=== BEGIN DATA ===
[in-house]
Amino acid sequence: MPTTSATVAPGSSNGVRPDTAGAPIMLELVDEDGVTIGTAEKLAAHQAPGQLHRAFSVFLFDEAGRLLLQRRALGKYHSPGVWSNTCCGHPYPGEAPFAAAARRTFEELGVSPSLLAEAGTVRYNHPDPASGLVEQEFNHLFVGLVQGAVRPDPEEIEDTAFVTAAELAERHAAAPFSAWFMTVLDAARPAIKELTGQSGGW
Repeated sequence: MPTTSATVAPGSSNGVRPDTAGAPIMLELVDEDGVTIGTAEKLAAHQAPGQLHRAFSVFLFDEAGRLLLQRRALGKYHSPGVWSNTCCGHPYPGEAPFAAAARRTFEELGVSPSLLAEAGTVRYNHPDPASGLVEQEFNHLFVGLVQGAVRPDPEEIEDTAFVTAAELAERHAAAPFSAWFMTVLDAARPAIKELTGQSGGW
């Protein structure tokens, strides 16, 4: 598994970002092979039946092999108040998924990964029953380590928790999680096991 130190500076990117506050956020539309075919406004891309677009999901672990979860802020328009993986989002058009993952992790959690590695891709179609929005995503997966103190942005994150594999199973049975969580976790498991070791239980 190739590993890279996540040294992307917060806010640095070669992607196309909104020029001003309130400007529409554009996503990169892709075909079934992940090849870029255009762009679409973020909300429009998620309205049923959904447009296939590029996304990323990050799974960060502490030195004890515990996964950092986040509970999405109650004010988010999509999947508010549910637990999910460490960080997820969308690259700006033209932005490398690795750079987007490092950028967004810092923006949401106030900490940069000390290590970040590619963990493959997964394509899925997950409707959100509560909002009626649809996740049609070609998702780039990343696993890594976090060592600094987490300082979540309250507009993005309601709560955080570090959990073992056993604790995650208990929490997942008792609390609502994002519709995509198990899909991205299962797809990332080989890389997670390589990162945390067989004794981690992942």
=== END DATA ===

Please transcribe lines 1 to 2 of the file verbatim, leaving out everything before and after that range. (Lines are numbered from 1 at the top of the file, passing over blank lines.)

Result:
[in-house]
Amino acid sequence: MPTTSATVAPGSSNGVRPDTAGAPIMLELVDEDGVTIGTAEKLAAHQAPGQLHRAFSVFLFDEAGRLLLQRRALGKYHSPGVWSNTCCGHPYPGEAPFAAAARRTFEELGVSPSLLAEAGTVRYNHPDPASGLVEQEFNHLFVGLVQGAVRPDPEEIEDTAFVTAAELAERHAAAPFSAWFMTVLDAARPAIKELTGQSGGW